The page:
Richmond Criminal Defense Attorney
Free Consultation 804.557.0440
You Can Have Confidence in Our Experience. We Will Fight to Secure the Best Possible Outcome for Your Case.

Failing to Register or Register as a Sex Offender

§§9.1-907 and 18.2-472.1 both deal with violating the registration requirements set forth in earlier sections. The major difference between the two sections is that §9.1-907 is a civil statute, while §18.2-472.1 is penal in nature.

It is important to recognize the differences between subsections (A) and (B) of §18.2-472.1. The most noticeable differences are whether or not the offender was convicted of a sexually violent offense or a non-violent offense, and the range of incarceration between the two subsections. Despite the apparent clarity of the language in each subsection, there is one key fact the language does not reveal; this is not a specific intent statute. The key language here is "knowingly fails" or "knowingly provides." This threshold is below that of specific intent, which requires the mens rea to break the law. To violate this statute, one simply need to have knowledge of the registration requirement and either a failure to fulfill it, or a failure to fulfill it honestly.

In Marshall v. Commonwealth,[1] the Defendant was convicted of failing to register as a sex offender, second or subsequent offense, in violation of The Code of Virginia §18.2-472.1(B). On appeal, Marshall argued that the trial court erred in its construction and application of the term "knowingly" failed to reregister, as proscribed by the statute; and contended that that the statute required specific intent, and thus the evidence was insufficient to support his conviction.

The Court, rejecting Marshall's argument, stated that § 18.2–472.1(B) is not a specific intent statute. They based this holding on the Legislative History leading to the passing of the statue in question. In setting forth the mental state required for a violation of Code § 18.2–472.1(B), the legislature specifically used only the word "knowingly" to modify "fails to register or reregister." Thus, the court said it must assume the legislature deliberately omitted additional modifiers found in other criminal statutes under Title 18.2 of the Code, denoting specific intent or purpose as an element of the crime.[2]

There is accordingly, no indication in the wording of § 18.2–472.1(B) that evidence of specific intent or purpose to violate the registration requirement is an element of the offense. As the United States Supreme Court noted in Bryan v. United States, "[U]nless the text of the statute dictates a different result, the term 'knowingly' merely requires proof of knowledge of the facts that constitute the offense."[3]

The Court also stated that it found support for its reading of § 18.2–472.1(B) from other provisions of the Code where the term "knowingly" was defined. In the context of certain prohibited transactions with minors, § 18.2–390 defined "[k]nowingly" as "having general knowledge of, or reason to know, or a belief or ground for belief which warrants further inspection or inquiry of [certain information]."[4]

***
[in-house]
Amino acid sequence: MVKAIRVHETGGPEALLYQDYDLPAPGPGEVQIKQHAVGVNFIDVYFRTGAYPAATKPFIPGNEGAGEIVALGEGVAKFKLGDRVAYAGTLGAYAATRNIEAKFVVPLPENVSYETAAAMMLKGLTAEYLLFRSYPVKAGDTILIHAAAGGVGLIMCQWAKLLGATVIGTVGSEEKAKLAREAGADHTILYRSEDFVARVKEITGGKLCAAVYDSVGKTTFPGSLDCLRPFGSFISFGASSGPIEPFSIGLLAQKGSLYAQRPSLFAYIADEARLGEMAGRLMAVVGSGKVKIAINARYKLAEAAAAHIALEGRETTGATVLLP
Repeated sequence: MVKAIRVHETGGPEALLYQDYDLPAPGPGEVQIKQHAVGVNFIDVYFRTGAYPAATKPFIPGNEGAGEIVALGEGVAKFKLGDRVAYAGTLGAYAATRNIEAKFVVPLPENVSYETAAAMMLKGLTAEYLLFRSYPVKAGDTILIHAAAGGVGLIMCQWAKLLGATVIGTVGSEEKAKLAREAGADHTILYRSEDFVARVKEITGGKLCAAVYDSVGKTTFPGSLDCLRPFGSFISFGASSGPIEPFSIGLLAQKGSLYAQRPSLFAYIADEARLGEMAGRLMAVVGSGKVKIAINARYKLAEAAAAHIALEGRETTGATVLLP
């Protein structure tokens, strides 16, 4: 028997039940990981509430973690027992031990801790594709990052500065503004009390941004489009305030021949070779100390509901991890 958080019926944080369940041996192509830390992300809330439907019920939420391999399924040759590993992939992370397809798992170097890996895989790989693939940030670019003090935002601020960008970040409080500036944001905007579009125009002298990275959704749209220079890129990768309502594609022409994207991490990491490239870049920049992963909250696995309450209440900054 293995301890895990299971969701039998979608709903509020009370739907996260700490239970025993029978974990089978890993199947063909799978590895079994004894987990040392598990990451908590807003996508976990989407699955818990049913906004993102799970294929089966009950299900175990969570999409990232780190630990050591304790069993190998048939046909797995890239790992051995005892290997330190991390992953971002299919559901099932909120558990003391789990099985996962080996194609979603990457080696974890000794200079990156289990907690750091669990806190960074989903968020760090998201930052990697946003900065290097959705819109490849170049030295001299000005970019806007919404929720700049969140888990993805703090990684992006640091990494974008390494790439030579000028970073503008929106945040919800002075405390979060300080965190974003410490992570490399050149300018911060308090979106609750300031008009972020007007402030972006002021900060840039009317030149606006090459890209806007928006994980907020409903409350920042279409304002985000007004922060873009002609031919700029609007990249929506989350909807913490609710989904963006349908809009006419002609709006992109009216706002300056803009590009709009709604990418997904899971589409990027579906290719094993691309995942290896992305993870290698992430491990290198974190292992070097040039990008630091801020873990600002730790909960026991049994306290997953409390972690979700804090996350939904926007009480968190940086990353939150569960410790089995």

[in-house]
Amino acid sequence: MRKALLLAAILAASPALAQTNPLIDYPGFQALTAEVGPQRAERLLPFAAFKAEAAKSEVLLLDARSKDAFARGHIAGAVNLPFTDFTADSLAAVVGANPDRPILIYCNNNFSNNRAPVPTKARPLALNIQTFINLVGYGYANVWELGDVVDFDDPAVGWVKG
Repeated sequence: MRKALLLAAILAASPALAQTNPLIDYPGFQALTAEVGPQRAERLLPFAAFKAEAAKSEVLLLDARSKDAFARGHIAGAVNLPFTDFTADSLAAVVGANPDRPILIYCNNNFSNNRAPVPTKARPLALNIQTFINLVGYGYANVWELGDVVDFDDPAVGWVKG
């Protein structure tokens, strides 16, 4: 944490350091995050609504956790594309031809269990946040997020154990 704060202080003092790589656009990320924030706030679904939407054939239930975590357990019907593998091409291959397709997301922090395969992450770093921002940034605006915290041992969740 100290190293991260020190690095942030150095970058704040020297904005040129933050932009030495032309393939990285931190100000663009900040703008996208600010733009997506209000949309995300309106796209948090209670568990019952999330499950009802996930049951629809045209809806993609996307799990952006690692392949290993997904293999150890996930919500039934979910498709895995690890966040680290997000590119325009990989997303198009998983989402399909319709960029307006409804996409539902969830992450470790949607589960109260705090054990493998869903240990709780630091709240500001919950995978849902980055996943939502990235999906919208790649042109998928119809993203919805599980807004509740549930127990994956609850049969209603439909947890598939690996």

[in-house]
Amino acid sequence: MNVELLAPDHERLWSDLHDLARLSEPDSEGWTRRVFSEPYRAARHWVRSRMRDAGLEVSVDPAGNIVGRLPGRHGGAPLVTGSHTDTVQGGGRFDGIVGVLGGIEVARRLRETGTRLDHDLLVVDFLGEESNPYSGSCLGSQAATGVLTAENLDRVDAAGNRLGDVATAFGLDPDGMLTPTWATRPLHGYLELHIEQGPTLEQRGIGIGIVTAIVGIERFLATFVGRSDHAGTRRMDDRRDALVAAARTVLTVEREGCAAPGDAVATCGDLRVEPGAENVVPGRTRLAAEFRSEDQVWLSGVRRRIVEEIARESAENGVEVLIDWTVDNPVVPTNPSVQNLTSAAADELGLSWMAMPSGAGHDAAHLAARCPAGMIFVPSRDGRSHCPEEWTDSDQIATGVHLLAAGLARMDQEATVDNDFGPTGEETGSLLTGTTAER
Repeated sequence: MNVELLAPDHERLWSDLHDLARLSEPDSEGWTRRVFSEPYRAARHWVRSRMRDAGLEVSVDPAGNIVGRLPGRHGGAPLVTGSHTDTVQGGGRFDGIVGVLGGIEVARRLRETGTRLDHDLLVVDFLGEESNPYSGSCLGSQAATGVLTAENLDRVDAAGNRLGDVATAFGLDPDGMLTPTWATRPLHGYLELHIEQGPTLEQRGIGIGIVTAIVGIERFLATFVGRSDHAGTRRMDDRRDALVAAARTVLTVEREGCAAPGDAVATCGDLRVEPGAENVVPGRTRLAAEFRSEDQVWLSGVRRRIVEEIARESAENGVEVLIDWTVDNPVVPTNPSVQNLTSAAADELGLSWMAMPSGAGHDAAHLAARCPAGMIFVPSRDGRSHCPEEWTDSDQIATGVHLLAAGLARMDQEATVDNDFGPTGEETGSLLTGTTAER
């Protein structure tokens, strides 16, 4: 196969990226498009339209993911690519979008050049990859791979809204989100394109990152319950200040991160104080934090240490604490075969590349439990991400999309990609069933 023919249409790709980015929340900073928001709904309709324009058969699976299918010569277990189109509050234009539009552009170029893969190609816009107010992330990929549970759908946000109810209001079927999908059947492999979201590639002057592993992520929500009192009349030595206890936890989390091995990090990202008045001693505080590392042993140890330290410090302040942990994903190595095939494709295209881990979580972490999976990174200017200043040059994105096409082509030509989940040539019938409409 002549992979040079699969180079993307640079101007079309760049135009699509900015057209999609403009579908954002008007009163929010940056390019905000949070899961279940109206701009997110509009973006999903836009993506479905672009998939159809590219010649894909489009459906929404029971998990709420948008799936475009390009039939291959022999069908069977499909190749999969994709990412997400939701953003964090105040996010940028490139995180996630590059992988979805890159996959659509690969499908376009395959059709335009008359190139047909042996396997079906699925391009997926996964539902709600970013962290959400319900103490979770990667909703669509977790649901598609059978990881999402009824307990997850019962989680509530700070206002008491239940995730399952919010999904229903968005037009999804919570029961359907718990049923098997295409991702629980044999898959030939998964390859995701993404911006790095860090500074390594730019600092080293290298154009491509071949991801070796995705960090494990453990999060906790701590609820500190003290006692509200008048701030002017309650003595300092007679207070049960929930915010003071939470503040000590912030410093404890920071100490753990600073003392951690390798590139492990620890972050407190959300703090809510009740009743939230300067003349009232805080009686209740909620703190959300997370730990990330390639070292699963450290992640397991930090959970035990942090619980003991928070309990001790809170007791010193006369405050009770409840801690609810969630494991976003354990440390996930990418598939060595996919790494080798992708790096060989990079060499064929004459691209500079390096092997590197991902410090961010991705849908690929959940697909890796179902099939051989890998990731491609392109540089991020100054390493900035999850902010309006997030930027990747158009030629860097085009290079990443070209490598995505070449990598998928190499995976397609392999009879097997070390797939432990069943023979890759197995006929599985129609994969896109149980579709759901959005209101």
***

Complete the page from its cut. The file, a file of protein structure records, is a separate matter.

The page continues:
Lawyers are thus left with creative defenses for representing clients with offenses falling under this statute. In Purvy v. Commonwealth,[5] one quick thinking attorney, during the reading of the indictment at the defendant's arraignment, objected on the grounds that there was a fatal variance between the indictment and the offense. At trial, the Commonwealth presented evidence that Purvy regularly reregistered. The Commonwealth argued that three of the reregistration forms he submitted falsely identified his residence address. Purvy moved to strike the evidence, arguing the indictments alleged only that he failed to register or reregister, not that his reregistration forms contained inaccurate information. On appeal, Purvy contended that the Commonwealth indicted him for failing to register or reregister but obtained convictions on the theory that he provided false information in his reregistration forms. The Court of Appeals agreed.

This "fatal variance" defense is, at the time of writing, the only defense found in case law which resulted in the overturning of a conviction under the registration violation statute. While other defenses might exist, they have yet to be enshrined as precedent in Virginia.

§9.1-907 is encountered far less by defense counsel than §18.2-472.1 is. §9.1-907 is more a guide for the police on how to handle a case of someone failing to register or reregister, while §18.2-472.1 is the criminal statute violated by such action.

Explore our blog to learn more about other topics related to the sex offender registry:

[1] 708 S.E.2d 253 (2011)

[2] See, e.g., §18.2-41.9 ("knowingly, wrongfully and intentionally" withholding child from parents in violation of court order); § 18.2–119.1 ("knowingly and intentionally" posting no trespass signs on land of another without permission); § 18.2–308.1:1, § 18.2–308.2, § 18.2–308.2:01 and § 18.2–308.7 (prohibiting various classes of individuals from, inter alia, "knowingly and intentionally" possessing or transporting firearms); § 18.2–308.4 (prohibiting individual unlawfully in possession of controlled substance from "simultaneously with knowledge and intent" possessing firearms); § 18.2–369 (abuse of incapacitated adult means "knowing and willful conduct" causing physical injury or pain); § 18.2–370 ("knowingly and intentionally" taking indecent liberties with children); § 18.2–386.1("knowingly and intentionally" videotaping, photographing, or filming nonconsenting person in certain situations).

[3] 524 U.S. 184 (1998)

[4] Id.

[5]717 S.E.2d 847 (2011)